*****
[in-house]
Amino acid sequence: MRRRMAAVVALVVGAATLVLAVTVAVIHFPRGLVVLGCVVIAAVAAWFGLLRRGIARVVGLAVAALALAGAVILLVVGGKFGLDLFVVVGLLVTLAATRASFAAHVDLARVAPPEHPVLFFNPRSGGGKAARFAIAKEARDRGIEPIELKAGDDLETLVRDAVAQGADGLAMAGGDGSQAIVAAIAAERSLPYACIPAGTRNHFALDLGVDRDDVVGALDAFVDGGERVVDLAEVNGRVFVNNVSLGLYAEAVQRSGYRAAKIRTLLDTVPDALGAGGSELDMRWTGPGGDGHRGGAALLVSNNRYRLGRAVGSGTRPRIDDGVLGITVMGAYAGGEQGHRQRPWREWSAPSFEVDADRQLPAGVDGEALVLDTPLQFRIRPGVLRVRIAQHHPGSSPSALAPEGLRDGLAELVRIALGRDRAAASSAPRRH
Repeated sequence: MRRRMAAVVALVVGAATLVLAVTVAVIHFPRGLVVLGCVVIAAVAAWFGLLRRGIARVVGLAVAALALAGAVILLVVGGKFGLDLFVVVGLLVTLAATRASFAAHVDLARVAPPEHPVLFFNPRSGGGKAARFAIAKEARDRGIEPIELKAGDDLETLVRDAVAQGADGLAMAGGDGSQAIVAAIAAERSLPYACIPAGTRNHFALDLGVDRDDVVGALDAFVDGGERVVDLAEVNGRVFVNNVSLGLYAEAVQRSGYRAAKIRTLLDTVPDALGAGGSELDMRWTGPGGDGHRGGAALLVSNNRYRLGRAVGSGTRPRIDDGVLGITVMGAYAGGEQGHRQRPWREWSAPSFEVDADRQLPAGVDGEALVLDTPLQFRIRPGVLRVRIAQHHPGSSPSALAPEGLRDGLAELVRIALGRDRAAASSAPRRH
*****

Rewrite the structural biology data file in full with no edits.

[in-house]
Amino acid sequence: MRRRMAAVVALVVGAATLVLAVTVAVIHFPRGLVVLGCVVIAAVAAWFGLLRRGIARVVGLAVAALALAGAVILLVVGGKFGLDLFVVVGLLVTLAATRASFAAHVDLARVAPPEHPVLFFNPRSGGGKAARFAIAKEARDRGIEPIELKAGDDLETLVRDAVAQGADGLAMAGGDGSQAIVAAIAAERSLPYACIPAGTRNHFALDLGVDRDDVVGALDAFVDGGERVVDLAEVNGRVFVNNVSLGLYAEAVQRSGYRAAKIRTLLDTVPDALGAGGSELDMRWTGPGGDGHRGGAALLVSNNRYRLGRAVGSGTRPRIDDGVLGITVMGAYAGGEQGHRQRPWREWSAPSFEVDADRQLPAGVDGEALVLDTPLQFRIRPGVLRVRIAQHHPGSSPSALAPEGLRDGLAELVRIALGRDRAAASSAPRRH
Repeated sequence: MRRRMAAVVALVVGAATLVLAVTVAVIHFPRGLVVLGCVVIAAVAAWFGLLRRGIARVVGLAVAALALAGAVILLVVGGKFGLDLFVVVGLLVTLAATRASFAAHVDLARVAPPEHPVLFFNPRSGGGKAARFAIAKEARDRGIEPIELKAGDDLETLVRDAVAQGADGLAMAGGDGSQAIVAAIAAERSLPYACIPAGTRNHFALDLGVDRDDVVGALDAFVDGGERVVDLAEVNGRVFVNNVSLGLYAEAVQRSGYRAAKIRTLLDTVPDALGAGGSELDMRWTGPGGDGHRGGAALLVSNNRYRLGRAVGSGTRPRIDDGVLGITVMGAYAGGEQGHRQRPWREWSAPSFEVDADRQLPAGVDGEALVLDTPLQFRIRPGVLRVRIAQHHPGSSPSALAPEGLRDGLAELVRIALGRDRAAASSAPRRH